So often Hollywood serves as a sort of idea test-bed for futuristic scientific concepts that often have a habit of becoming reality, but back in 1984 when The Terminator was released, hardly anyone believed that “killer robots” would someday become a reality.
But today, as robotics becomes a much more mature scientific field of study, the possibility that governments or private entities could “program” killer robots to take out certain targets or even entire populations is not so far-fetched anymore. In fact, it’s downright chilling.
As reported by the UK’s Daily Mail, such robots could execute without any human intervention, and they’re about to become a reality within a few years unless there is some sort of global ban implemented by the world’s nations, a leading scientist is warning.
Yale University ethicist Wendell Wallach recently called on the U.S. government, lead the way by outlawing such machines on the basis that they are blatant violations of international humanitarian law.
He also warned that the evolving technology has become so advanced that a robot that is capable of making its own decision to kill is not far off, and could even resemble so-called “rogue” machines, like those played by Arnold Schwarzenegger in the “Terminator” films.
“The basic idea is there is a need for concerted action to keep technology a good servant and not let it become a dangerous master,” Wallach said.
Last year Stephen Hawking voiced similar sentiments in an open letter where he argued that the development of Artificial Intelligence (AI) should not continue without some control, lest Mankind put itself at danger, even of extinction.
Then, Hawking told Techworld, “Computers will overtake humans with AI at some within the next 100 years. When that happens, we need to make sure the computers have goals aligned with ours.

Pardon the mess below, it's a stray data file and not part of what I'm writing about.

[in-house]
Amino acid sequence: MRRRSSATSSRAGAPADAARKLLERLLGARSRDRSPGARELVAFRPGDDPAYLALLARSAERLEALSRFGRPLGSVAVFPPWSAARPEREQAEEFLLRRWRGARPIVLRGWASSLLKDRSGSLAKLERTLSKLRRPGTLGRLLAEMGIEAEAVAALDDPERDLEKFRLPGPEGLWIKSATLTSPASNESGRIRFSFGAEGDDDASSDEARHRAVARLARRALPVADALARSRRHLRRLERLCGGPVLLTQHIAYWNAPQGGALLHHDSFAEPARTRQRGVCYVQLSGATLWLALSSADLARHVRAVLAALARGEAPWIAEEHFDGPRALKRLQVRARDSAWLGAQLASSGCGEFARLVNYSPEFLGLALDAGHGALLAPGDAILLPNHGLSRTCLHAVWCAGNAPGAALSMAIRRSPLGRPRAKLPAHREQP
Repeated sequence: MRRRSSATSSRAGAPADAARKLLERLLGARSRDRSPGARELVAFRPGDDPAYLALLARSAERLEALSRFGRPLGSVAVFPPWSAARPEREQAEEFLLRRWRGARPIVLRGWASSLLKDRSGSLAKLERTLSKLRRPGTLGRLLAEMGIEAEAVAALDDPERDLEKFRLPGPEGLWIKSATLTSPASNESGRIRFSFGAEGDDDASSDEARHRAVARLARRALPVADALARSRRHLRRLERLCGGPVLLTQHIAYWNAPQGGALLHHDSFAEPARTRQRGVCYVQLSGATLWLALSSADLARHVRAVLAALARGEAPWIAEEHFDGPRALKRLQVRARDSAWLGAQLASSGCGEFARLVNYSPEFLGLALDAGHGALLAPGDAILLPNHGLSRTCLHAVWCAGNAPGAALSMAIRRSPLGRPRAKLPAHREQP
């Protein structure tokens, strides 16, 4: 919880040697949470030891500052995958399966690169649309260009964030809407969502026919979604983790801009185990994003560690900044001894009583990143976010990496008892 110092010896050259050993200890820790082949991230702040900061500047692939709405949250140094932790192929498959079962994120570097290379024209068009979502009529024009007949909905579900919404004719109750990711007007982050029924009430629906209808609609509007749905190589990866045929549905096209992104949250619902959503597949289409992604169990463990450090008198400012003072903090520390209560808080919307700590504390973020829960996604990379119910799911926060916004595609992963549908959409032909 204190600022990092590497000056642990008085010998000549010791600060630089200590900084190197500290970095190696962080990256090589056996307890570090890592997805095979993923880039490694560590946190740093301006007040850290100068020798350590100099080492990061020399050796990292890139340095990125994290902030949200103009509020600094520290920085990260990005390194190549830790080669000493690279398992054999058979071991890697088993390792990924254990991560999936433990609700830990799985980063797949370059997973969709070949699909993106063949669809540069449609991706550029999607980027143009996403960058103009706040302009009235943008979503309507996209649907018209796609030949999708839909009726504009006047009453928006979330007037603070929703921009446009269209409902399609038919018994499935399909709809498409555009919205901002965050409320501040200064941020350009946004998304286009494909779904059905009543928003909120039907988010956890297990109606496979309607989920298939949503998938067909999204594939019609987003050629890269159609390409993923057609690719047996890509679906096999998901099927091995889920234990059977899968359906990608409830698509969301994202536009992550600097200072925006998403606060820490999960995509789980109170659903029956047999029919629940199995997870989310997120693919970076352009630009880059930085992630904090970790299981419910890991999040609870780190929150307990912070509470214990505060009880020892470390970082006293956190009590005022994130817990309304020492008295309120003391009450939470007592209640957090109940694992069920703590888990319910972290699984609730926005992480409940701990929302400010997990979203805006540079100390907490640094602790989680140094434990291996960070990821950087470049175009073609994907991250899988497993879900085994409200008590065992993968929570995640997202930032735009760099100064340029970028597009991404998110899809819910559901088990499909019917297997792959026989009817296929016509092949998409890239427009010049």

“Our future is a race between the growing power of technology and the wisdom with which we use it,” Hawking continued.
The owner of SpaceX, Elon Musk, also signed on to Hawking’s open letter, donating $10 million to take care of such concerns. Musk deemed AI as potentially more dangerous and life threatening than nuclear weapons.
As for Wallach, he said he believes that there ought to be ethical committees established to monitor the development of AI and to report on potentially dangerous advances in the technology.
In comments to the Sunday Times, Wallach noted, “One of the concerns voiced by critics of military robots is the prospect that robotic weaponry will lower the psychological barriers to starting wars.
“Another major concern is that robotic fighting machines in the relatively near future could autonomously initiate lethal activity,” he added.
The Pentagon is actively developing autonomous weapons and in fact has recently asked Congress for $19 billion to support and increase funding for the development. Other nations like Russia are also working on robotic weapons development.
In the meantime, other leading scientists are claiming that robots soon will be able to do just about everything that humans are able to do, which will also result in massive job losses over the next 30 years.
Moshe Vardi, director of the Institute for Information Technology at Rice University in Texas, said, “We are approaching a time when machines will be able to outperform humans at almost any task.
“I believe that society needs to confront this question before it is upon us: If machines are capable of doing almost any work humans can do, what will humans do?” he said during a panel discussion on AI at the annual meeting of the American Association for the Advancement of Science.
He added that there will likely always be a need for human labor in the future, but robotic replacements are going to radically change the labor market in the future, and that no profession is safe. Men and women will be affected equally, he added.
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